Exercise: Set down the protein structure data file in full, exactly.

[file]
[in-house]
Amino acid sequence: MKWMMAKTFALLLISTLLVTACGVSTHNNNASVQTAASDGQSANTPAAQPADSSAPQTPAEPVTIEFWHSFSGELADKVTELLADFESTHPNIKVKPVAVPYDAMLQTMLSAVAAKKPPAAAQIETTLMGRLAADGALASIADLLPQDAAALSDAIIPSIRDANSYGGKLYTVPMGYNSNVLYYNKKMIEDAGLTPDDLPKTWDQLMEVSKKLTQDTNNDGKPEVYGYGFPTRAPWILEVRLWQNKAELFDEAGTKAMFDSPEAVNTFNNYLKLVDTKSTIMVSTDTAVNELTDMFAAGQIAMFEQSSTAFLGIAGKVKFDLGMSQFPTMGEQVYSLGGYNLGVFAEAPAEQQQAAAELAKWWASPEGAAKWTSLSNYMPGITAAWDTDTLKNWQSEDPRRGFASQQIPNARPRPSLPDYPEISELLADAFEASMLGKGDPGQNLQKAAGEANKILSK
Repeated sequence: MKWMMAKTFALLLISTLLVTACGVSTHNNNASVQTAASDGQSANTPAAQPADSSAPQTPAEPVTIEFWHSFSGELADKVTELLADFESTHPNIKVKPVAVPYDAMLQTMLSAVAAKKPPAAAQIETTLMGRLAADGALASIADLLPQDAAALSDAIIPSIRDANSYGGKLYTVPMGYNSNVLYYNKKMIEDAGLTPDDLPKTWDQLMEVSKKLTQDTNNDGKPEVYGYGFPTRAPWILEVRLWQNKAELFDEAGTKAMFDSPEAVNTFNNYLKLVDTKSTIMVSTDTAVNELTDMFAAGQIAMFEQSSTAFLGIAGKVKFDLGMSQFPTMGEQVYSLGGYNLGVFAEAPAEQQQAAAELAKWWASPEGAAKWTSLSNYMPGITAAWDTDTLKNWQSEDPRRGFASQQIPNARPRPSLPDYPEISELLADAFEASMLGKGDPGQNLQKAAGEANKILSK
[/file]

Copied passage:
[in-house]
Amino acid sequence: MKWMMAKTFALLLISTLLVTACGVSTHNNNASVQTAASDGQSANTPAAQPADSSAPQTPAEPVTIEFWHSFSGELADKVTELLADFESTHPNIKVKPVAVPYDAMLQTMLSAVAAKKPPAAAQIETTLMGRLAADGALASIADLLPQDAAALSDAIIPSIRDANSYGGKLYTVPMGYNSNVLYYNKKMIEDAGLTPDDLPKTWDQLMEVSKKLTQDTNNDGKPEVYGYGFPTRAPWILEVRLWQNKAELFDEAGTKAMFDSPEAVNTFNNYLKLVDTKSTIMVSTDTAVNELTDMFAAGQIAMFEQSSTAFLGIAGKVKFDLGMSQFPTMGEQVYSLGGYNLGVFAEAPAEQQQAAAELAKWWASPEGAAKWTSLSNYMPGITAAWDTDTLKNWQSEDPRRGFASQQIPNARPRPSLPDYPEISELLADAFEASMLGKGDPGQNLQKAAGEANKILSK
Repeated sequence: MKWMMAKTFALLLISTLLVTACGVSTHNNNASVQTAASDGQSANTPAAQPADSSAPQTPAEPVTIEFWHSFSGELADKVTELLADFESTHPNIKVKPVAVPYDAMLQTMLSAVAAKKPPAAAQIETTLMGRLAADGALASIADLLPQDAAALSDAIIPSIRDANSYGGKLYTVPMGYNSNVLYYNKKMIEDAGLTPDDLPKTWDQLMEVSKKLTQDTNNDGKPEVYGYGFPTRAPWILEVRLWQNKAELFDEAGTKAMFDSPEAVNTFNNYLKLVDTKSTIMVSTDTAVNELTDMFAAGQIAMFEQSSTAFLGIAGKVKFDLGMSQFPTMGEQVYSLGGYNLGVFAEAPAEQQQAAAELAKWWASPEGAAKWTSLSNYMPGITAAWDTDTLKNWQSEDPRRGFASQQIPNARPRPSLPDYPEISELLADAFEASMLGKGDPGQNLQKAAGEANKILSK